Turns out that on his first-ever spacewalk, out of the blue, Hadfield suddenly went blind in his left eye. Professional that he is, he tried to keep working -- except that, because tears don’t fall in zero gravity, the stuff blinding his left eye mixed with his tears until it formed a big ball of gunk that just slid across his face into his other eye. And then he was blind in both eyes.
He didn’t panic, though; he had been trained for this problem. So he knew what happens if you lose your vision and you’re in zero gravity, blindfolded at the bottom of a swimming pool or using virtual reality to simulate the real thing. The astronauts had been trained for a whole heap of things going wrong. As a result, they had an extremely accurate ability to assess the actual danger of a situation, regardless of the fear that situation might engender in someone who hadn’t gone through the training.
(Side note: the blindness was just the anti-fog that had gotten in his eyes. He was fine.)
As humans, we’re usually pretty terrible at distinguishing between fear and danger. We’re terrified of Ebola, which has killed around 12,000 people total, and not terrified of tuberculosis, which kills over 28,000 people every week. We’re terrified of sharks, which kill five people worldwide every year, and not terrified of mosquitoes, which kill over 650,000 people every year.
This distinction, between what we perceive as dangerous and what is actually dangerous, is an important one for the rollout of new technology.
When it comes to driverless cars, for example, people tend to think the automation is scary, even though human drivers are far more dangerous. Google’s driverless cars have logged a million accident-free miles, surely more than almost any human. But our misperception of the danger makes us unwilling to cede total control and likely instead to demand an override option where a human driver can take over if the automation goes awry.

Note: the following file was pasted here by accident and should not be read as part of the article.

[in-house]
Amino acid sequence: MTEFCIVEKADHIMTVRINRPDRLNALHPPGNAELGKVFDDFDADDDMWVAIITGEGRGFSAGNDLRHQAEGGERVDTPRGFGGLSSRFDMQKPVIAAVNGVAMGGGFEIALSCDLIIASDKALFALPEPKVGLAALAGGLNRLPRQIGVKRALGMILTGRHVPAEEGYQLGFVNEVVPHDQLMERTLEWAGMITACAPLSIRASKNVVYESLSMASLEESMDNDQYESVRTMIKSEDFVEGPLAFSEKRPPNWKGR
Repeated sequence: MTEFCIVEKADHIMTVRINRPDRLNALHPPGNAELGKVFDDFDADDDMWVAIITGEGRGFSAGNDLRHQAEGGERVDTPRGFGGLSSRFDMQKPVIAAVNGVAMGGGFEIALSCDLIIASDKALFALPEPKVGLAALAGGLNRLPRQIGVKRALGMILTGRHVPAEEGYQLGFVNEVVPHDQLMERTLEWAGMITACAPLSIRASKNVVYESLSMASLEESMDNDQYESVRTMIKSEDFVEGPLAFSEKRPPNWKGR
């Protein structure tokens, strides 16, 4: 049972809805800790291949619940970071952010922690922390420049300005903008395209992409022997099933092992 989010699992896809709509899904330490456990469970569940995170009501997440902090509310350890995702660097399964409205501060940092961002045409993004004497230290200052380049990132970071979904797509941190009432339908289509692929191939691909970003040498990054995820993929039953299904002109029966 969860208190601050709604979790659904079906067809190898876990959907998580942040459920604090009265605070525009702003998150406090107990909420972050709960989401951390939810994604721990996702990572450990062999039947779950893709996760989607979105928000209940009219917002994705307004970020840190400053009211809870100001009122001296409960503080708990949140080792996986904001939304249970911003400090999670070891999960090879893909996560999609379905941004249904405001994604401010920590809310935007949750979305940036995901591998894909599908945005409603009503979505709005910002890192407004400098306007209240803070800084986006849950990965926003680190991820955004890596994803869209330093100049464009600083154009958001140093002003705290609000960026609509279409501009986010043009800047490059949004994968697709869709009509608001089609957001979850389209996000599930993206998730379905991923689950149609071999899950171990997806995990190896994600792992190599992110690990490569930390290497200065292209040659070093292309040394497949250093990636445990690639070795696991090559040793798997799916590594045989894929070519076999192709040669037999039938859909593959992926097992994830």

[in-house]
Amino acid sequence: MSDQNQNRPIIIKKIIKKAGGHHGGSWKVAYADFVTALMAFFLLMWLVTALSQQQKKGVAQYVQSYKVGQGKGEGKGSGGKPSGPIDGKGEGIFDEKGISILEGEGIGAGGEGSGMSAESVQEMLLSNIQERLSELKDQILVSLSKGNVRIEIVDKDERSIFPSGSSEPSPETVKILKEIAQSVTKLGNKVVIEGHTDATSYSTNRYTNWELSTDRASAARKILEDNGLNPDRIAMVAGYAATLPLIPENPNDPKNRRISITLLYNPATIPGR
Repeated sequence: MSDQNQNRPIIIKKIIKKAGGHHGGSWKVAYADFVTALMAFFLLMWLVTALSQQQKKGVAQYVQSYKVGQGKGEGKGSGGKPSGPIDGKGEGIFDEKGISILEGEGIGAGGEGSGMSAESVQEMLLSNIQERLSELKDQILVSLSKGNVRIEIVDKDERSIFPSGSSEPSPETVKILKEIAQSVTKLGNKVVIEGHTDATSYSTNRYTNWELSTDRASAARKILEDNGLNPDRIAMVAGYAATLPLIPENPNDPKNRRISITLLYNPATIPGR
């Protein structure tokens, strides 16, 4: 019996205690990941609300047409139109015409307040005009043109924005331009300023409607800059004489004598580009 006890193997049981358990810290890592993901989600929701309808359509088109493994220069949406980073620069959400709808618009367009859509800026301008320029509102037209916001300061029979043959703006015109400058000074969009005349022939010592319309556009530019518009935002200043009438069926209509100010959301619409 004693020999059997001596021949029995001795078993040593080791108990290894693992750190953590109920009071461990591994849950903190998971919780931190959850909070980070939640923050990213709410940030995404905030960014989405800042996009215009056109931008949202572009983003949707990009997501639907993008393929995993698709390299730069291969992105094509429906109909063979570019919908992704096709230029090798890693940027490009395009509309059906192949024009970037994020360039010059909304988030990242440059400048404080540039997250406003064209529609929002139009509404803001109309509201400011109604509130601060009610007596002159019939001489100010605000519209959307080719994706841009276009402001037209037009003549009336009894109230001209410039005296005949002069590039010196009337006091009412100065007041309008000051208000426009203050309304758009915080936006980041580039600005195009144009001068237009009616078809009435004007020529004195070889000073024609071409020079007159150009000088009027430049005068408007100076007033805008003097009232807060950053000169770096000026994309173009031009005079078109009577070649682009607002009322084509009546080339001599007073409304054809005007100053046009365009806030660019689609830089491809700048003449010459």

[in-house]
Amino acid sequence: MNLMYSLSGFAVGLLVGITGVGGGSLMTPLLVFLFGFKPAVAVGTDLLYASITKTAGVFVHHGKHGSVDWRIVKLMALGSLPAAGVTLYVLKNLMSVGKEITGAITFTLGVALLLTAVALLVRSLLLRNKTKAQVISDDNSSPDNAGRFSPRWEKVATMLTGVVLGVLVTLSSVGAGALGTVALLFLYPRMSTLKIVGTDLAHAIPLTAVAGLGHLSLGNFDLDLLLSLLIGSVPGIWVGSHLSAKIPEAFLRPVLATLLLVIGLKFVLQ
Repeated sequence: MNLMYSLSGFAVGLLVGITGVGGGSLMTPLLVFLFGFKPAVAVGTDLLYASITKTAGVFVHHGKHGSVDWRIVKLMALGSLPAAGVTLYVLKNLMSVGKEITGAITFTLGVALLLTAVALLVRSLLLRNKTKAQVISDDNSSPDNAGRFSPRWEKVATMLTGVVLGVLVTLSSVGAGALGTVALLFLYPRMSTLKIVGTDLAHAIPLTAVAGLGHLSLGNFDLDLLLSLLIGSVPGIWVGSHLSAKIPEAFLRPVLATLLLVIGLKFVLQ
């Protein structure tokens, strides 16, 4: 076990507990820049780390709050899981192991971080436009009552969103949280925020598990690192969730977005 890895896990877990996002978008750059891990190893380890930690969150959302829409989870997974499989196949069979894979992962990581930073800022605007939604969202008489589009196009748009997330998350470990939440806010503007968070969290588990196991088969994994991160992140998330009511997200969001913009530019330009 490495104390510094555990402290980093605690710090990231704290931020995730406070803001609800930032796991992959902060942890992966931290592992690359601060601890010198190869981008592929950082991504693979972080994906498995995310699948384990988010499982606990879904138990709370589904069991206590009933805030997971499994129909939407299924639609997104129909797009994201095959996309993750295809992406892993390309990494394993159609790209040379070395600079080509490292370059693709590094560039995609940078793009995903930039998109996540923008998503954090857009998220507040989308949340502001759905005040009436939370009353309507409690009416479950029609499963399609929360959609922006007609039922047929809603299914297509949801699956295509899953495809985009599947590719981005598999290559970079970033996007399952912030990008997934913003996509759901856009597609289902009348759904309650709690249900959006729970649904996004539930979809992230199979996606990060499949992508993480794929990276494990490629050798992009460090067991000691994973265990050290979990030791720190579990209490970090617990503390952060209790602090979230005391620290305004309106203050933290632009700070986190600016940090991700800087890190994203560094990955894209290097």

It is an irony worthy of Shakespeare that a handoff between an autopilot and a live person -- the very thing we think we need to keep us safe -- creates one of the more dangerous scenarios, according to a recent HuffPo article: “Thrust back into control while going full-speed on the freeway, the driver might be unable to take stock of all the obstacles on the road, or she might still be expecting her computer to do something it can't. Her reaction speed might be slower than if she'd been driving all along, she might be distracted by the email she was writing or she might choose not to take over at all, leaving a confused car in command. There's also the worry that people's driving skills will rapidly deteriorate as they come to rely on their robo-chauffeurs.”
It’s not just cars we need to consider. Yesterday, the FAA announced two partnerships to test beyond-line-of-sight drones. Currently, any drones being used for commercial use have to be within sight of the operator; with beyond-line-of-sight drones, operators would use on-board cameras to navigate.
Note the implicit assumption there: that the desirable option is for a human to be, ultimately, in charge. I suspect, though, that just like driverless cars, we may find that the fear and the danger are two separate things.
In 2012, road injury was the ninth leading cause of death worldwide, killing 1.3 million people. What, exactly, makes us think robocars need us? Surely it’s the other way around?